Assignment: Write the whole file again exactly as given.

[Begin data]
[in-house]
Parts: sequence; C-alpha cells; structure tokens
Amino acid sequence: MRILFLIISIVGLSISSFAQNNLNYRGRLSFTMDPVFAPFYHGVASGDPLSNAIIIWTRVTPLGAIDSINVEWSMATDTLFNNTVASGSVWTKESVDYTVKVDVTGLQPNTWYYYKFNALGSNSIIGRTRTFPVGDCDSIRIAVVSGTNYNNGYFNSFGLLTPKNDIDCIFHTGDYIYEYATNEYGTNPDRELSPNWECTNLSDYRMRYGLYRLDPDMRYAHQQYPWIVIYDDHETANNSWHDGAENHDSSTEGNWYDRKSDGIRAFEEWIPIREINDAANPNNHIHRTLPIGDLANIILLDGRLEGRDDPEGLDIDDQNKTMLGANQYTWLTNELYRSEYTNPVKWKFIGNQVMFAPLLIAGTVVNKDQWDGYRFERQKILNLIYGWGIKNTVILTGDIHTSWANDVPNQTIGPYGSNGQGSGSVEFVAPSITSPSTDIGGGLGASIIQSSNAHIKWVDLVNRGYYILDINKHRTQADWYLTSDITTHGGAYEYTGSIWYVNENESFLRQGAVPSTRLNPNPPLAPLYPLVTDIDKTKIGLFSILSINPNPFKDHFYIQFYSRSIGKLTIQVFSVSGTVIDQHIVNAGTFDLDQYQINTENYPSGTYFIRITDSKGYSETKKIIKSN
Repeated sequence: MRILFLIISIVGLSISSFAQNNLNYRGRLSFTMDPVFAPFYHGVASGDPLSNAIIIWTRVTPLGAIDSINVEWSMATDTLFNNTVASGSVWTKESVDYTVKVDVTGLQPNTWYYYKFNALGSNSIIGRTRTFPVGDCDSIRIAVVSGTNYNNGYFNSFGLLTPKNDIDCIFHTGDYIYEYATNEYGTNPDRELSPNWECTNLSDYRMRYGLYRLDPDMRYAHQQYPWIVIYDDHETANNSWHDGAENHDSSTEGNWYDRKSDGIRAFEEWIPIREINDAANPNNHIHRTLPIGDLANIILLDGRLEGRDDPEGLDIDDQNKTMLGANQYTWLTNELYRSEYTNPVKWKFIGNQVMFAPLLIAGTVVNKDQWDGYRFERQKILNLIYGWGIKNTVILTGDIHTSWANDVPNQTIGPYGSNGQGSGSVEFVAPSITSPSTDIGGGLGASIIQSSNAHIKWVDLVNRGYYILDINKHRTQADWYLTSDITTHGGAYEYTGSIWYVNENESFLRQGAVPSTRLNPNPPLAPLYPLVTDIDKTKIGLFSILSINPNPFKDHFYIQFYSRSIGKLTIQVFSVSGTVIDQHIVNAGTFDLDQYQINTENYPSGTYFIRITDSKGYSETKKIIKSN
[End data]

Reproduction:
[in-house]
Parts: sequence; C-alpha cells; structure tokens
Amino acid sequence: MRILFLIISIVGLSISSFAQNNLNYRGRLSFTMDPVFAPFYHGVASGDPLSNAIIIWTRVTPLGAIDSINVEWSMATDTLFNNTVASGSVWTKESVDYTVKVDVTGLQPNTWYYYKFNALGSNSIIGRTRTFPVGDCDSIRIAVVSGTNYNNGYFNSFGLLTPKNDIDCIFHTGDYIYEYATNEYGTNPDRELSPNWECTNLSDYRMRYGLYRLDPDMRYAHQQYPWIVIYDDHETANNSWHDGAENHDSSTEGNWYDRKSDGIRAFEEWIPIREINDAANPNNHIHRTLPIGDLANIILLDGRLEGRDDPEGLDIDDQNKTMLGANQYTWLTNELYRSEYTNPVKWKFIGNQVMFAPLLIAGTVVNKDQWDGYRFERQKILNLIYGWGIKNTVILTGDIHTSWANDVPNQTIGPYGSNGQGSGSVEFVAPSITSPSTDIGGGLGASIIQSSNAHIKWVDLVNRGYYILDINKHRTQADWYLTSDITTHGGAYEYTGSIWYVNENESFLRQGAVPSTRLNPNPPLAPLYPLVTDIDKTKIGLFSILSINPNPFKDHFYIQFYSRSIGKLTIQVFSVSGTVIDQHIVNAGTFDLDQYQINTENYPSGTYFIRITDSKGYSETKKIIKSN
Repeated sequence: MRILFLIISIVGLSISSFAQNNLNYRGRLSFTMDPVFAPFYHGVASGDPLSNAIIIWTRVTPLGAIDSINVEWSMATDTLFNNTVASGSVWTKESVDYTVKVDVTGLQPNTWYYYKFNALGSNSIIGRTRTFPVGDCDSIRIAVVSGTNYNNGYFNSFGLLTPKNDIDCIFHTGDYIYEYATNEYGTNPDRELSPNWECTNLSDYRMRYGLYRLDPDMRYAHQQYPWIVIYDDHETANNSWHDGAENHDSSTEGNWYDRKSDGIRAFEEWIPIREINDAANPNNHIHRTLPIGDLANIILLDGRLEGRDDPEGLDIDDQNKTMLGANQYTWLTNELYRSEYTNPVKWKFIGNQVMFAPLLIAGTVVNKDQWDGYRFERQKILNLIYGWGIKNTVILTGDIHTSWANDVPNQTIGPYGSNGQGSGSVEFVAPSITSPSTDIGGGLGASIIQSSNAHIKWVDLVNRGYYILDINKHRTQADWYLTSDITTHGGAYEYTGSIWYVNENESFLRQGAVPSTRLNPNPPLAPLYPLVTDIDKTKIGLFSILSINPNPFKDHFYIQFYSRSIGKLTIQVFSVSGTVIDQHIVNAGTFDLDQYQINTENYPSGTYFIRITDSKGYSETKKIIKSN